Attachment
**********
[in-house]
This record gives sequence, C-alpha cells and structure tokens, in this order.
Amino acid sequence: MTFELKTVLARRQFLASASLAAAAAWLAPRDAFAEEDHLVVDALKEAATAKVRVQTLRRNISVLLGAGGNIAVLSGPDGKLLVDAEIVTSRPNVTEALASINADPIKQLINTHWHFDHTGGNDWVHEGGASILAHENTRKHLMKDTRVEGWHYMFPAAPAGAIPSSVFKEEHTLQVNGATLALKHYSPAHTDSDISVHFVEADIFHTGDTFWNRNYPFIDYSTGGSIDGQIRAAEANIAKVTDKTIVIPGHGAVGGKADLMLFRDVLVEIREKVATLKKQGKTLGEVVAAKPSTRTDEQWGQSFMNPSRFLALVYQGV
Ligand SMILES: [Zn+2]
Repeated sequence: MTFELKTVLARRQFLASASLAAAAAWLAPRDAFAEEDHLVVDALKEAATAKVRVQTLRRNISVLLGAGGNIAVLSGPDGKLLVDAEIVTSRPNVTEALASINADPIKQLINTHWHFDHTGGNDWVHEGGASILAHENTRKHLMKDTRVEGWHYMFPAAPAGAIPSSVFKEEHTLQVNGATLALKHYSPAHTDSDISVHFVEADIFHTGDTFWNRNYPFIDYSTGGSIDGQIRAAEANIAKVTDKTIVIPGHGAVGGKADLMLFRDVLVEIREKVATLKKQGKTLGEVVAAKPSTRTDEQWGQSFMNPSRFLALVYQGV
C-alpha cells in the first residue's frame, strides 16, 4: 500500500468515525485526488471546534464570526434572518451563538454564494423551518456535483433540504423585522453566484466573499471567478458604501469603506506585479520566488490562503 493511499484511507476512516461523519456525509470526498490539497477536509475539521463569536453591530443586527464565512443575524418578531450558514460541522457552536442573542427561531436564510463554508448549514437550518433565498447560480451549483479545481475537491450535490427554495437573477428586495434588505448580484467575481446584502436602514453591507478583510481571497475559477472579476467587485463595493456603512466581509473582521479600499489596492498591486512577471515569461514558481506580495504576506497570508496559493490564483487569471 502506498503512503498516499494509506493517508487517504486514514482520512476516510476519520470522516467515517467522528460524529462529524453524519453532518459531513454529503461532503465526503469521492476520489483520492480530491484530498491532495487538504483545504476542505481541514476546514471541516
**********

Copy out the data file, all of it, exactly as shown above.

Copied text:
[in-house]
This record gives sequence, C-alpha cells and structure tokens, in this order.
Amino acid sequence: MTFELKTVLARRQFLASASLAAAAAWLAPRDAFAEEDHLVVDALKEAATAKVRVQTLRRNISVLLGAGGNIAVLSGPDGKLLVDAEIVTSRPNVTEALASINADPIKQLINTHWHFDHTGGNDWVHEGGASILAHENTRKHLMKDTRVEGWHYMFPAAPAGAIPSSVFKEEHTLQVNGATLALKHYSPAHTDSDISVHFVEADIFHTGDTFWNRNYPFIDYSTGGSIDGQIRAAEANIAKVTDKTIVIPGHGAVGGKADLMLFRDVLVEIREKVATLKKQGKTLGEVVAAKPSTRTDEQWGQSFMNPSRFLALVYQGV
Ligand SMILES: [Zn+2]
Repeated sequence: MTFELKTVLARRQFLASASLAAAAAWLAPRDAFAEEDHLVVDALKEAATAKVRVQTLRRNISVLLGAGGNIAVLSGPDGKLLVDAEIVTSRPNVTEALASINADPIKQLINTHWHFDHTGGNDWVHEGGASILAHENTRKHLMKDTRVEGWHYMFPAAPAGAIPSSVFKEEHTLQVNGATLALKHYSPAHTDSDISVHFVEADIFHTGDTFWNRNYPFIDYSTGGSIDGQIRAAEANIAKVTDKTIVIPGHGAVGGKADLMLFRDVLVEIREKVATLKKQGKTLGEVVAAKPSTRTDEQWGQSFMNPSRFLALVYQGV
C-alpha cells in the first residue's frame, strides 16, 4: 500500500468515525485526488471546534464570526434572518451563538454564494423551518456535483433540504423585522453566484466573499471567478458604501469603506506585479520566488490562503 493511499484511507476512516461523519456525509470526498490539497477536509475539521463569536453591530443586527464565512443575524418578531450558514460541522457552536442573542427561531436564510463554508448549514437550518433565498447560480451549483479545481475537491450535490427554495437573477428586495434588505448580484467575481446584502436602514453591507478583510481571497475559477472579476467587485463595493456603512466581509473582521479600499489596492498591486512577471515569461514558481506580495504576506497570508496559493490564483487569471 502506498503512503498516499494509506493517508487517504486514514482520512476516510476519520470522516467515517467522528460524529462529524453524519453532518459531513454529503461532503465526503469521492476520489483520492480530491484530498491532495487538504483545504476542505481541514476546514471541516